South Stream is looking for a new course

Gazprom is reviving the project on a small scale.
Over the past month, Gazprom, without loud statements, signed "road maps" with Bulgaria, Serbia and Hungary on the development of gas pipelines for gas supplies from the future second thread of the Turkish Stream. Thus, the company actually reanimates the South Stream project canceled in 2013 at the insistence of the European Commission, but with four times less power. Although this option allows Gazprom to supply gas to the Balkans, it is likely to compete with another route of the monopoly for delivering gas to South Italy, the Poseidon gas pipeline - experts say that after the failure of South Stream, the company does not trust Bulgaria very much.

Gazprom and the Hungarian government yesterday signed a road map on the development of the country's gas transmission system. Similar documents were signed in June with Bulgaria and Serbia. Hungarian Foreign Minister Peter Siyarto stated directly after the talks that it was about delivering 8 billion cubic meters of gas from the Turkish Stream from Serbia to the country.

Now Budapest transit through Ukraine receives from Gazprom 5,7 billion cubic meters from 11,1 billion cubic meters of the general consumption of Hungary. Gazprom's contract to supply gas to the country ends in 2019, and in Budapest they want guarantees that they will receive Russian gas after the Russian supplier's transit contract with Naftogaz of Ukraine expires in the same year. Yesterday, Gazprom Export and the state-owned Hungarian Gas Trade Ltd concluded a memorandum of intent "to continue long-term cooperation in the field of gas supplies." One source at Kommersant assures that the documents provide for the possibility of transferring the point of delivery of gas from Beregdarovets on the border with Ukraine to the Serbian-Hungarian border. Gazprom does not comment on this.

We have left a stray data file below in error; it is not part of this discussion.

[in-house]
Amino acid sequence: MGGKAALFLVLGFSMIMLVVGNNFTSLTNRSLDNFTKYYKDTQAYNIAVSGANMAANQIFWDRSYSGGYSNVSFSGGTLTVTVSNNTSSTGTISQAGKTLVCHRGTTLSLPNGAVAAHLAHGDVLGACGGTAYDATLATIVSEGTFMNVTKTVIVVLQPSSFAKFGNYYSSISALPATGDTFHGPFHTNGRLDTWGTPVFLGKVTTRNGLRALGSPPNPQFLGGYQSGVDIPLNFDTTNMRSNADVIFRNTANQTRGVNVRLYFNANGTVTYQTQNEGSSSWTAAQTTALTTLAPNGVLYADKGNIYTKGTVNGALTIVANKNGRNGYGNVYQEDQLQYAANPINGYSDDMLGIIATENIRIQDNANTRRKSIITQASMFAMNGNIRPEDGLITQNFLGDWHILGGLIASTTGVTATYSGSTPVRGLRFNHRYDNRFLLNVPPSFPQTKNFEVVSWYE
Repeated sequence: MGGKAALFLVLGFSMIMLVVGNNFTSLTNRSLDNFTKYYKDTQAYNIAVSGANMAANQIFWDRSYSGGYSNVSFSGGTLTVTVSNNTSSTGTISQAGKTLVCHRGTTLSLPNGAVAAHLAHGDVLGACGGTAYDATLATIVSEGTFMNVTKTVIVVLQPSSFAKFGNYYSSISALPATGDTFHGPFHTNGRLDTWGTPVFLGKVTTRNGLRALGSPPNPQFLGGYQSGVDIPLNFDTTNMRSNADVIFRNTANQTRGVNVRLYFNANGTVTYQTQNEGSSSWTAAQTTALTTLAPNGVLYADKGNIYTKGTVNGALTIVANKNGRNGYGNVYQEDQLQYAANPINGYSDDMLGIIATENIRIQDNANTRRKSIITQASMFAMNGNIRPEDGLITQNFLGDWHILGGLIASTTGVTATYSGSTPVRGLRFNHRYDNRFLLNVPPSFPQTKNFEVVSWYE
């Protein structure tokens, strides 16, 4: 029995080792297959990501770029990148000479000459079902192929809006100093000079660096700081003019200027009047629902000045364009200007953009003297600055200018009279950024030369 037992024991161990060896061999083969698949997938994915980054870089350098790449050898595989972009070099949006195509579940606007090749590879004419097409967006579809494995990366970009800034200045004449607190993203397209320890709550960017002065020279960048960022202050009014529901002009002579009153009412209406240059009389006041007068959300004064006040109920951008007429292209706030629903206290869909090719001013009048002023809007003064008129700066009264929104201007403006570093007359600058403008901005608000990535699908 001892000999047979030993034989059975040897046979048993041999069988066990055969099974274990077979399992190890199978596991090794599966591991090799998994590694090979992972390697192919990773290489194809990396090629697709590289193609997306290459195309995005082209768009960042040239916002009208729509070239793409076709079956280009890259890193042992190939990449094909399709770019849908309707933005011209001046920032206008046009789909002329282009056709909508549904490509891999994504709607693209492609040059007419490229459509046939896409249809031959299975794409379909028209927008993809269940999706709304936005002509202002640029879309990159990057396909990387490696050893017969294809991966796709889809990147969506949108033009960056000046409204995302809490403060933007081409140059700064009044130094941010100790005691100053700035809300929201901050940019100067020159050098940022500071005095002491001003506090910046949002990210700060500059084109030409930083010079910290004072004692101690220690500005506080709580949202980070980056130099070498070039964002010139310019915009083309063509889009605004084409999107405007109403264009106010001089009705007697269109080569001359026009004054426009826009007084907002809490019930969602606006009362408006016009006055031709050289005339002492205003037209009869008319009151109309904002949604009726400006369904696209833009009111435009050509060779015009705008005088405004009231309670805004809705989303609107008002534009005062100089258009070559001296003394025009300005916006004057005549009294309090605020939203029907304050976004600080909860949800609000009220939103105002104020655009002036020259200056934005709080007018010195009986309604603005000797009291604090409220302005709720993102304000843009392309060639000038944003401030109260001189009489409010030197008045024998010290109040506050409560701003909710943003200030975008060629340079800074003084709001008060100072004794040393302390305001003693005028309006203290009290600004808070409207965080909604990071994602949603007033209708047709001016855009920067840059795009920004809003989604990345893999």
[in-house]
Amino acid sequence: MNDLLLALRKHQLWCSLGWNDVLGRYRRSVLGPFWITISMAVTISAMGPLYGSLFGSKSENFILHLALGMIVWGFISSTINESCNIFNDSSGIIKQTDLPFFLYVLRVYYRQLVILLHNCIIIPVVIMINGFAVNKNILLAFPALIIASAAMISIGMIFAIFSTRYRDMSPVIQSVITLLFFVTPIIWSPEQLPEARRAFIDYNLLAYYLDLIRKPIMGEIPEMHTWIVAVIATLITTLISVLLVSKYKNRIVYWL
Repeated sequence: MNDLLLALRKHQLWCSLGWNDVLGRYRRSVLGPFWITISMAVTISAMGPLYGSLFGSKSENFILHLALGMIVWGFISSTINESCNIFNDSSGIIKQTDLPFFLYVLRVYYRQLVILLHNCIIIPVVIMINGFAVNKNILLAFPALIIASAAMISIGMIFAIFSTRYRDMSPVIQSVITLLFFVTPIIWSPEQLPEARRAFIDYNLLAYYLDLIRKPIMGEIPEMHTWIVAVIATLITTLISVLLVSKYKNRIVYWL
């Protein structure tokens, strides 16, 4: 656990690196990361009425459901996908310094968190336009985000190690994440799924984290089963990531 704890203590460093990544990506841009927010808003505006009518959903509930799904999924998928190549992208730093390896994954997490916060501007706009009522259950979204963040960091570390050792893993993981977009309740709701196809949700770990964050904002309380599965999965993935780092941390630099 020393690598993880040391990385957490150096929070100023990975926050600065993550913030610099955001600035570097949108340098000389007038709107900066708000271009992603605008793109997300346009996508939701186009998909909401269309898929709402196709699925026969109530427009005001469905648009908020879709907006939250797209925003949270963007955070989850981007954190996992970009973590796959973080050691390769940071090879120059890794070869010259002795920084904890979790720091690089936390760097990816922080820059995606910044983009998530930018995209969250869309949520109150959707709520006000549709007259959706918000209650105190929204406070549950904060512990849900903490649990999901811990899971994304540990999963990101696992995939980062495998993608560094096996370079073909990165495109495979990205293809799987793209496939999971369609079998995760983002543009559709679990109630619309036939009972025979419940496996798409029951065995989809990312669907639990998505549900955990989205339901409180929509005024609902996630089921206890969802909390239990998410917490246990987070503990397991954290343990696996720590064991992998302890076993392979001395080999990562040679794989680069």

In fact, the route Bulgaria-Serbia-Hungary repeats the main part of the South Stream gas pipeline route, which was fully prepared for implementation, but canceled in December 2013 because of Bulgaria's position and Brussels pressure.

The difference is that the planned gas pipeline through the Black Sea - now the "Turkish Stream" - will go not directly to Bulgaria, but to Turkey. In addition, for the Balkans only one of the two threads of the Turkish Stream, that is, 15.75 billion cubic meters, can be designed, which is four times less than the capacity of South Stream. Judging by the statements of Bulgaria and Hungary, new capacities will be created by gas transport operators of the countries in accordance with the Third Energy Package of the EU (South Stream sites should have been built by the operators with Gazprom). But the president of Serbia (the country does not belong to the EU and does not apply the Third energy package) Alexander Vučić said on July 2 that he hopes for "Russia's help" in the construction of a transit gas pipeline. A special advantage for Gazprom can be considered that the pipe can be built quickly thanks to the developments on the South Stream, including the laying of the route and the preparation of the EIA.

At the same time, Gazprom can not simultaneously send volumes from the second thread of the Turkish Stream to the Balkans and build the Poseidon gas pipeline to supply the same gas to Southern Italy. According to Kommersant, supplies to the Balkans for the Russian company are more important, since Italy can be supplied from the north with Nord Stream-2 gas, although this is expensive. But Hungary and Serbia can now be secured only through Ukraine, which forces Gazprom to negotiate with Kiev on transit after 2020. According to the interlocutors of "Kommersant", until the final decision on the direction of further gas supplies from the second thread of the "Turkish flow" is not.

"I think that Gazprom remembers perfectly how Bulgaria set it up in 2013," says Vitaly Kryukov from Small Letters. He believes that such a project will face political problems, and its members do not have influential countries to defend the project from Brussels, as Germany does in the case of Nord Stream-2. According to the expert, Gazprom needs a Balkan variant to diversify from risks, including from Turkey.